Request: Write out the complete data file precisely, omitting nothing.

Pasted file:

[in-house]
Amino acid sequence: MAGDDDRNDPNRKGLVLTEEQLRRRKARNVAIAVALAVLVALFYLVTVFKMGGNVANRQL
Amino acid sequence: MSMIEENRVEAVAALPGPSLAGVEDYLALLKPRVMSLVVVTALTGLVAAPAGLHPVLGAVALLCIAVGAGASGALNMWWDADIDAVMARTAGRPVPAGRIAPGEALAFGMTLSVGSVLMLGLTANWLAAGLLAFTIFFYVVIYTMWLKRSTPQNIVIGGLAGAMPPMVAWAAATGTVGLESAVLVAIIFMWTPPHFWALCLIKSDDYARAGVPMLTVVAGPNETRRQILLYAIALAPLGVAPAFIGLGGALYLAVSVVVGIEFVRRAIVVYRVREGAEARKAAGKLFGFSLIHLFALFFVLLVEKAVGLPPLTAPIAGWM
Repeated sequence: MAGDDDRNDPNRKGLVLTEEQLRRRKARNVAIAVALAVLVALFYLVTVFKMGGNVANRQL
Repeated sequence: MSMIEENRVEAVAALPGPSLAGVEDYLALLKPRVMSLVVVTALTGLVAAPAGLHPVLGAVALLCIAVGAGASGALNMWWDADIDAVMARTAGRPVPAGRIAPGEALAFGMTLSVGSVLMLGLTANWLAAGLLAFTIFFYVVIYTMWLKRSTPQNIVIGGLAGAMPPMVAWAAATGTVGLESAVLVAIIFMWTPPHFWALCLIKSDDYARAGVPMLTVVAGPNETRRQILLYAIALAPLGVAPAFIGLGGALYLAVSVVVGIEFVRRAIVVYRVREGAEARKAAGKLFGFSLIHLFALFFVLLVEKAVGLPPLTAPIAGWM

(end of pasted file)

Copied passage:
[in-house]
Amino acid sequence: MAGDDDRNDPNRKGLVLTEEQLRRRKARNVAIAVALAVLVALFYLVTVFKMGGNVANRQL
Amino acid sequence: MSMIEENRVEAVAALPGPSLAGVEDYLALLKPRVMSLVVVTALTGLVAAPAGLHPVLGAVALLCIAVGAGASGALNMWWDADIDAVMARTAGRPVPAGRIAPGEALAFGMTLSVGSVLMLGLTANWLAAGLLAFTIFFYVVIYTMWLKRSTPQNIVIGGLAGAMPPMVAWAAATGTVGLESAVLVAIIFMWTPPHFWALCLIKSDDYARAGVPMLTVVAGPNETRRQILLYAIALAPLGVAPAFIGLGGALYLAVSVVVGIEFVRRAIVVYRVREGAEARKAAGKLFGFSLIHLFALFFVLLVEKAVGLPPLTAPIAGWM
Repeated sequence: MAGDDDRNDPNRKGLVLTEEQLRRRKARNVAIAVALAVLVALFYLVTVFKMGGNVANRQL
Repeated sequence: MSMIEENRVEAVAALPGPSLAGVEDYLALLKPRVMSLVVVTALTGLVAAPAGLHPVLGAVALLCIAVGAGASGALNMWWDADIDAVMARTAGRPVPAGRIAPGEALAFGMTLSVGSVLMLGLTANWLAAGLLAFTIFFYVVIYTMWLKRSTPQNIVIGGLAGAMPPMVAWAAATGTVGLESAVLVAIIFMWTPPHFWALCLIKSDDYARAGVPMLTVVAGPNETRRQILLYAIALAPLGVAPAFIGLGGALYLAVSVVVGIEFVRRAIVVYRVREGAEARKAAGKLFGFSLIHLFALFFVLLVEKAVGLPPLTAPIAGWM